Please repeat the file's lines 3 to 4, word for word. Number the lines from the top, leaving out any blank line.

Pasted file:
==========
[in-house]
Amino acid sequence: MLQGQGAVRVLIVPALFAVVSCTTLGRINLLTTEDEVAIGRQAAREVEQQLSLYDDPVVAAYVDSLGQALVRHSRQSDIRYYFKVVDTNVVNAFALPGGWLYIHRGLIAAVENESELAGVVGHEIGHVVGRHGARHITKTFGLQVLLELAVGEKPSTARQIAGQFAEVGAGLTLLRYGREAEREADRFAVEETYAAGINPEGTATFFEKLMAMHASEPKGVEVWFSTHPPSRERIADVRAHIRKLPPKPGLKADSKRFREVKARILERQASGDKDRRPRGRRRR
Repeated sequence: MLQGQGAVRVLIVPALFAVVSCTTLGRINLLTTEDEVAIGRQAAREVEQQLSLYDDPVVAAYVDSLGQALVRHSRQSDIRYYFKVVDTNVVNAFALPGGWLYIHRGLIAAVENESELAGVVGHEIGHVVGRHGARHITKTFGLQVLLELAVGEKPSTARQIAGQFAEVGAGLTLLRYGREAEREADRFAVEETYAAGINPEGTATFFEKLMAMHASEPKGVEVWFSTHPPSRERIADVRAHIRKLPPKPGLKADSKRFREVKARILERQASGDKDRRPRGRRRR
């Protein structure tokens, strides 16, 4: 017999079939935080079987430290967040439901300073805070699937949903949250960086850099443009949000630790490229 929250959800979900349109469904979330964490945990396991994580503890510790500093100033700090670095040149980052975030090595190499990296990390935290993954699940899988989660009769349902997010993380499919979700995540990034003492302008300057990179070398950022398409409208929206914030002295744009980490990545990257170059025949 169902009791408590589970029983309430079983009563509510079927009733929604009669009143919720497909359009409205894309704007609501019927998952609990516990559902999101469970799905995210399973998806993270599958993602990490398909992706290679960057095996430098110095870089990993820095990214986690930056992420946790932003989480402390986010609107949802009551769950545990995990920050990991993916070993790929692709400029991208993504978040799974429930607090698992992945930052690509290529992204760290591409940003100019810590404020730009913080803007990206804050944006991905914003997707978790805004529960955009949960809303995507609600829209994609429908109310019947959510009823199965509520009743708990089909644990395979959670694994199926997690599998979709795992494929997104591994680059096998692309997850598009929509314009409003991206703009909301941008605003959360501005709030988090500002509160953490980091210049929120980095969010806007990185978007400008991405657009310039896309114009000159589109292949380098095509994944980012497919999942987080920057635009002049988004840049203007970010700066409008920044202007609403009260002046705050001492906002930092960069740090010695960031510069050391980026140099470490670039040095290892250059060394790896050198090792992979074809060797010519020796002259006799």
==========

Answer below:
Repeated sequence: MLQGQGAVRVLIVPALFAVVSCTTLGRINLLTTEDEVAIGRQAAREVEQQLSLYDDPVVAAYVDSLGQALVRHSRQSDIRYYFKVVDTNVVNAFALPGGWLYIHRGLIAAVENESELAGVVGHEIGHVVGRHGARHITKTFGLQVLLELAVGEKPSTARQIAGQFAEVGAGLTLLRYGREAEREADRFAVEETYAAGINPEGTATFFEKLMAMHASEPKGVEVWFSTHPPSRERIADVRAHIRKLPPKPGLKADSKRFREVKARILERQASGDKDRRPRGRRRR
């Protein structure tokens, strides 16, 4: 017999079939935080079987430290967040439901300073805070699937949903949250960086850099443009949000630790490229 929250959800979900349109469904979330964490945990396991994580503890510790500093100033700090670095040149980052975030090595190499990296990390935290993954699940899988989660009769349902997010993380499919979700995540990034003492302008300057990179070398950022398409409208929206914030002295744009980490990545990257170059025949 169902009791408590589970029983309430079983009563509510079927009733929604009669009143919720497909359009409205894309704007609501019927998952609990516990559902999101469970799905995210399973998806993270599958993602990490398909992706290679960057095996430098110095870089990993820095990214986690930056992420946790932003989480402390986010609107949802009551769950545990995990920050990991993916070993790929692709400029991208993504978040799974429930607090698992992945930052690509290529992204760290591409940003100019810590404020730009913080803007990206804050944006991905914003997707978790805004529960955009949960809303995507609600829209994609429908109310019947959510009823199965509520009743708990089909644990395979959670694994199926997690599998979709795992494929997104591994680059096998692309997850598009929509314009409003991206703009909301941008605003959360501005709030988090500002509160953490980091210049929120980095969010806007990185978007400008991405657009310039896309114009000159589109292949380098095509994944980012497919999942987080920057635009002049988004840049203007970010700066409008920044202007609403009260002046705050001492906002930092960069740090010695960031510069050391980026140099470490670039040095290892250059060394790896050198090792992979074809060797010519020796002259006799």